Alexander Ivanovich Herzen was born in his father’s house in Moscow on April 6, 1812, some six months before Napoleon occupied the city; he died in Paris on January 21, 1870, during the last days of the Second Empire. His father, Ivan Alekseyevich Yakovlev, came of an ancient, wealthy, and aristocratic Moscow family. During his travels abroad he met Luisa Haag, the daughter of a minor official in Württemberg, and returned to Moscow with her. He established her as mistress of his household, but, perhaps for reasons of social disparity, did not marry her. Her son Alexander did not inherit his father’s name, and was called Herzen almost as if to mark the circumstances of his birth.
He seems to have been treated in every other respect as his father’s true son and heir: he received the normal education of a well-born young Russian of those days, and after a succession of private tutors, among whom he remembered best a French émigré with crypto-Jacobin views and a Russian student of mildly radical leanings, he entered Moscow University in 1829, and attended lectures on philosophy, literature, and the natural sciences, or what went under that name in Moscow at that time.
Like other young men in Europe in the new dawn of radical thought, he admired the writings of French socialists and German Idealist philosophers, and defended their views with fervor and wit in the Moscow literary salons. His contemporaries liked (or disliked) him for his gaiety and charm, his passionate and uncompromising character, his overflowing imagination and wide culture, his sensitiveness, his rapid, darting, bold, and, as one of his friends called it, “predatory” intellect, his dialectical skill, above all his singular combination of generous moral idealism and a biting, intolerant, often highly destructive, ironical humor.
Herzen found himself politically suspect comparatively early in his university career, probably for discussing and supporting left-wing social views, and his subsequent career in government service was broken by two periods of exile, in each case for entertaining “dangerous” ideas. Both in exile and in Moscow and St. Petersburg he wrote, and occasionally published, essays, short stories, and novels, imbued with that spirit of violent protest against the political and social environment of his time which in varying degrees characterized all the revolté young intellectuals in Russia during the reign of Nicholas I, and in particular his friends Turgenev, Bakunin, Stankevich, Granovsky, Belinsky, Ogaryov, and other members of the remarkable group of young radicals who created the traditions of the Russian intelligentsia.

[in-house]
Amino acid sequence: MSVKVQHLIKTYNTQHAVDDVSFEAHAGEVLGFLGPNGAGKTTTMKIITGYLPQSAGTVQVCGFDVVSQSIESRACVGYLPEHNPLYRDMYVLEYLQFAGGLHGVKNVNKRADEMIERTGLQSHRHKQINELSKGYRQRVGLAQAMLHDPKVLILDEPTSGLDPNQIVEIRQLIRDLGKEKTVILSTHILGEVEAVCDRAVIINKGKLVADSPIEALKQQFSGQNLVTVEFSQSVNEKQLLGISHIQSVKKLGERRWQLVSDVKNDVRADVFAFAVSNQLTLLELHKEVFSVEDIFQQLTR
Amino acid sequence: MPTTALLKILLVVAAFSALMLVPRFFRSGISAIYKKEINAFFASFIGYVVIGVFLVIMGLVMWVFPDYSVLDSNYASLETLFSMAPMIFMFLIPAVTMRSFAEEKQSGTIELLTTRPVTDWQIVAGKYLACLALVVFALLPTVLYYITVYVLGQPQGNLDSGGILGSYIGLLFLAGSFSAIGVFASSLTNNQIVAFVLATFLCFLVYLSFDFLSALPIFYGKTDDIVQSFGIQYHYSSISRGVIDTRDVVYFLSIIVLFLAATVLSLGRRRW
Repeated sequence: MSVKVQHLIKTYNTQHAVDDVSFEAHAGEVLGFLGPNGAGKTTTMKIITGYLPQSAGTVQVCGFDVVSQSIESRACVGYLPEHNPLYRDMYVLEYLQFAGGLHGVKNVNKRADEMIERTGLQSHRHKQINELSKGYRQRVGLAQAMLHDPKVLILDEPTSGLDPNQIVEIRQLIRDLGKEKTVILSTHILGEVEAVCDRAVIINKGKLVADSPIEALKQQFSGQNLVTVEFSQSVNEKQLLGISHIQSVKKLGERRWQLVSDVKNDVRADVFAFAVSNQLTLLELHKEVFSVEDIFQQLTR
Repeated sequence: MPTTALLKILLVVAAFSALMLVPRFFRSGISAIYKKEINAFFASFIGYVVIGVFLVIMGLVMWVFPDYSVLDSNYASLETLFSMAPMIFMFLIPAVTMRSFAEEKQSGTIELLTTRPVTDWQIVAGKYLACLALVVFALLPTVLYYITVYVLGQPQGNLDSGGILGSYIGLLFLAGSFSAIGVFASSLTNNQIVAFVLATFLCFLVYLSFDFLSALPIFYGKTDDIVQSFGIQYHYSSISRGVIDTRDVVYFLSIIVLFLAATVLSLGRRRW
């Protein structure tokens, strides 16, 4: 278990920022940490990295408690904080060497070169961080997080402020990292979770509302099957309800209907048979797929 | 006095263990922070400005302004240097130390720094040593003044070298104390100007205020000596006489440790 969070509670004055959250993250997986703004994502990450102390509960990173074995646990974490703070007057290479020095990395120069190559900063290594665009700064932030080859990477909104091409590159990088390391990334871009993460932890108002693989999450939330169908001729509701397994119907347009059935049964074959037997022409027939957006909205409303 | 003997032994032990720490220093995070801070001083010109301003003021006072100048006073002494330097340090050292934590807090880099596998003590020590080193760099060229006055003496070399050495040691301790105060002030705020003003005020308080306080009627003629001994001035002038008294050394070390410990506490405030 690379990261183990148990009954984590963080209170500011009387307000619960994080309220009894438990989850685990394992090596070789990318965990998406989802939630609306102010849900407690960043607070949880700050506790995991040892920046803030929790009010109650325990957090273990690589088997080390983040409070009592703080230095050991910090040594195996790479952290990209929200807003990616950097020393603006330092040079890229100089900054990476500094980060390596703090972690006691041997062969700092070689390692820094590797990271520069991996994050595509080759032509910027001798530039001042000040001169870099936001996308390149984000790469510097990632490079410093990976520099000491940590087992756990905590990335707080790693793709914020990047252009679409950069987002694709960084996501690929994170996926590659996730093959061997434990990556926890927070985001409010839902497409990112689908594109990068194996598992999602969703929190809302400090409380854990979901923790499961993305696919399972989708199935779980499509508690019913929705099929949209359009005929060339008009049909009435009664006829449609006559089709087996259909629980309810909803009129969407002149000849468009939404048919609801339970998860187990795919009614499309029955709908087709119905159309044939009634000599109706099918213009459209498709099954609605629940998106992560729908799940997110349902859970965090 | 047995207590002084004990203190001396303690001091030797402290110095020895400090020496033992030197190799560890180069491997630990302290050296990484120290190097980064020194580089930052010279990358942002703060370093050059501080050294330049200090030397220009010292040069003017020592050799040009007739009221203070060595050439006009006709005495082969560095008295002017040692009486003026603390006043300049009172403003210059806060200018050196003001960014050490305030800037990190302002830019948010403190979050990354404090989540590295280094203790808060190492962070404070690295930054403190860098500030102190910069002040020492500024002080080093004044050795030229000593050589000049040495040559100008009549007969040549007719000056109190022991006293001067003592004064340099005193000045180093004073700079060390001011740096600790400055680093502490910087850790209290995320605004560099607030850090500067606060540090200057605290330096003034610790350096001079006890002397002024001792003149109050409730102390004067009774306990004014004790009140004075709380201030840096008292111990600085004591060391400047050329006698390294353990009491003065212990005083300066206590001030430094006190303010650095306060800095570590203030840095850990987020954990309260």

Herzen’s early essays are typical of the preoccupations of the time: they deal with historical and philosophical topics—the “new” French sociological school of historians (he actually translated Augustin-Thierry’s Merovingian Stories), the nationalism of the Slavophils, distinctions in subject and method between the various arts and sciences. There are semi-Hegelian disquisitions on the true vocation of man in the nineteenth century and on the relations of nature to history; fragments of autobiography; an elegant and amusing account of the difference between the spirit of Petersburg and that of Moscow; and finally a lengthy dissertation on the competing dangers of dilettantism and pedantry.
The last of these essays is perhaps the acutest and best written. Herzen draws an entertaining and very telling contrast between easily excited but superficial amateurs who view facts through a telescope and do not see the trees for the wood, as against the microscopic pedantry of professional scholars, happy victims of the worst German academic models. He enjoys himself equally at the expense of both these failures of perspective, but, on the whole, is severer toward the amateurs who are terrified by the prospect of losing their own precious, unique individuality in preoccupation with scholarly pursuits, than to the professionals who see nothing, and cling timorously to their own narrowly specialized field.
As for Herzen’s novels and stories, they are typical radical denunciations of conventional morality and social oppression, written under the influence of Schiller, the French romantics, George Sand, and the passionate “literature of protest” of the period. His best novel, Who Is to Blame?, deals with a situation common enough at that time—of a rich and unhappy young Russian land-owner (the “superfluous man”) vainly struggling against his environment, a figure to become celebrated later in the novels of Herzen’s contemporaries, Goncharov, Dostoevsky, Tolstoy, but especially Turgenev, the prototype of many a Russian Hamlet, too idealistic and too honest to accept the squalor and the lies of conventional society, too weak and too civilized to work effectively for their destruction, and consequently displaced from his proper function and doomed to poison his own life and the lives of others by neurotic behavior induced by the vices of a society that sins against the moral ideals which the author holds dear, a society either irremediably corrupt, or still capable of regeneration, according to the author’s social or religious beliefs.